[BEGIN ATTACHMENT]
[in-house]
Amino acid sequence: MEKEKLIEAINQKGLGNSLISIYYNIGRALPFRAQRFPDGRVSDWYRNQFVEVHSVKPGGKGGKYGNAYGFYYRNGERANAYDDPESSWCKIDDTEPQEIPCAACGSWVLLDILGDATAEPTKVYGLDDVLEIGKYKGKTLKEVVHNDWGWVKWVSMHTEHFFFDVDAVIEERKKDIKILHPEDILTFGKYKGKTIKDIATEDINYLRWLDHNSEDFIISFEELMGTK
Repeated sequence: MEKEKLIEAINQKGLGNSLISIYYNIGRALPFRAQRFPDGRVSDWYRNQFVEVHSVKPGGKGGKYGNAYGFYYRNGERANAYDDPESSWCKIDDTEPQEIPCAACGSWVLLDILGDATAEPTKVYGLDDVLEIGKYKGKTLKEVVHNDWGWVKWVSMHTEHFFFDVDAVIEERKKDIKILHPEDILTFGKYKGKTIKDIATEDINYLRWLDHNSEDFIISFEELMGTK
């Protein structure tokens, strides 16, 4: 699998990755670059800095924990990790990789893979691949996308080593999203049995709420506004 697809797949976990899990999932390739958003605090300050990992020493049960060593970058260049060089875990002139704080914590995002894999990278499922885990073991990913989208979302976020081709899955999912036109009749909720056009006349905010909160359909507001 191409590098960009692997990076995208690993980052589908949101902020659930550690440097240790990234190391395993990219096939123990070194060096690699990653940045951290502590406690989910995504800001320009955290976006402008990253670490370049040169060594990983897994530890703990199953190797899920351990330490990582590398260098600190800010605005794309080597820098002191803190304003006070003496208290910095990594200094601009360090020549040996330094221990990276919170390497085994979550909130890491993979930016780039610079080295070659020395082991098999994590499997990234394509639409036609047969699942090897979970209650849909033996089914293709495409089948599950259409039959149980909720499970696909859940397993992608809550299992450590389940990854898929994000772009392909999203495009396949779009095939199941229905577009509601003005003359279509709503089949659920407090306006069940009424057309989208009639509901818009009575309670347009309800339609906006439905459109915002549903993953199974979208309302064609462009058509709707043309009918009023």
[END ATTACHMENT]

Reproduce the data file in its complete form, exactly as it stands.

[in-house]
Amino acid sequence: MEKEKLIEAINQKGLGNSLISIYYNIGRALPFRAQRFPDGRVSDWYRNQFVEVHSVKPGGKGGKYGNAYGFYYRNGERANAYDDPESSWCKIDDTEPQEIPCAACGSWVLLDILGDATAEPTKVYGLDDVLEIGKYKGKTLKEVVHNDWGWVKWVSMHTEHFFFDVDAVIEERKKDIKILHPEDILTFGKYKGKTIKDIATEDINYLRWLDHNSEDFIISFEELMGTK
Repeated sequence: MEKEKLIEAINQKGLGNSLISIYYNIGRALPFRAQRFPDGRVSDWYRNQFVEVHSVKPGGKGGKYGNAYGFYYRNGERANAYDDPESSWCKIDDTEPQEIPCAACGSWVLLDILGDATAEPTKVYGLDDVLEIGKYKGKTLKEVVHNDWGWVKWVSMHTEHFFFDVDAVIEERKKDIKILHPEDILTFGKYKGKTIKDIATEDINYLRWLDHNSEDFIISFEELMGTK
């Protein structure tokens, strides 16, 4: 699998990755670059800095924990990790990789893979691949996308080593999203049995709420506004 697809797949976990899990999932390739958003605090300050990992020493049960060593970058260049060089875990002139704080914590995002894999990278499922885990073991990913989208979302976020081709899955999912036109009749909720056009006349905010909160359909507001 191409590098960009692997990076995208690993980052589908949101902020659930550690440097240790990234190391395993990219096939123990070194060096690699990653940045951290502590406690989910995504800001320009955290976006402008990253670490370049040169060594990983897994530890703990199953190797899920351990330490990582590398260098600190800010605005794309080597820098002191803190304003006070003496208290910095990594200094601009360090020549040996330094221990990276919170390497085994979550909130890491993979930016780039610079080295070659020395082991098999994590499997990234394509639409036609047969699942090897979970209650849909033996089914293709495409089948599950259409039959149980909720499970696909859940397993992608809550299992450590389940990854898929994000772009392909999203495009396949779009095939199941229905577009509601003005003359279509709503089949659920407090306006069940009424057309989208009639509901818009009575309670347009309800339609906006439905459109915002549903993953199974979208309302064609462009058509709707043309009918009023």